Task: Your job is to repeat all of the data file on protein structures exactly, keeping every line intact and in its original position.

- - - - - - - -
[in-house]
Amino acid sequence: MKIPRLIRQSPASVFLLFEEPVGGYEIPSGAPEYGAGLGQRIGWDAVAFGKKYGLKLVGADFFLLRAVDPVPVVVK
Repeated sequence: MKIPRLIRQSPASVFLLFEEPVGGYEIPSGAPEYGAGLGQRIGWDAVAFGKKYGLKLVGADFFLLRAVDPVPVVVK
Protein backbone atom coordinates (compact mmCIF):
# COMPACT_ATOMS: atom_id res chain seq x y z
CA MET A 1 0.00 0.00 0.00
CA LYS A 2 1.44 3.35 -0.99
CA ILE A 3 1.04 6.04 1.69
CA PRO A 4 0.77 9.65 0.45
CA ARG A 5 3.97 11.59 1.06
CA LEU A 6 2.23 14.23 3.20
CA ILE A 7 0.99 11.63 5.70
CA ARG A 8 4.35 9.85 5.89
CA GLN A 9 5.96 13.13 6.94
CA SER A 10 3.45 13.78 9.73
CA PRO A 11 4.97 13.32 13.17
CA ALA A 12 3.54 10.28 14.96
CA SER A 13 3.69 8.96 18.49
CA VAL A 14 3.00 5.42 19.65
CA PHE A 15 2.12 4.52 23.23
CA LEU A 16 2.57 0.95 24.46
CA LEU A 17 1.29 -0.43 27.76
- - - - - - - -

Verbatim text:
[in-house]
Amino acid sequence: MKIPRLIRQSPASVFLLFEEPVGGYEIPSGAPEYGAGLGQRIGWDAVAFGKKYGLKLVGADFFLLRAVDPVPVVVK
Repeated sequence: MKIPRLIRQSPASVFLLFEEPVGGYEIPSGAPEYGAGLGQRIGWDAVAFGKKYGLKLVGADFFLLRAVDPVPVVVK
Protein backbone atom coordinates (compact mmCIF):
# COMPACT_ATOMS: atom_id res chain seq x y z
CA MET A 1 0.00 0.00 0.00
CA LYS A 2 1.44 3.35 -0.99
CA ILE A 3 1.04 6.04 1.69
CA PRO A 4 0.77 9.65 0.45
CA ARG A 5 3.97 11.59 1.06
CA LEU A 6 2.23 14.23 3.20
CA ILE A 7 0.99 11.63 5.70
CA ARG A 8 4.35 9.85 5.89
CA GLN A 9 5.96 13.13 6.94
CA SER A 10 3.45 13.78 9.73
CA PRO A 11 4.97 13.32 13.17
CA ALA A 12 3.54 10.28 14.96
CA SER A 13 3.69 8.96 18.49
CA VAL A 14 3.00 5.42 19.65
CA PHE A 15 2.12 4.52 23.23
CA LEU A 16 2.57 0.95 24.46
CA LEU A 17 1.29 -0.43 27.76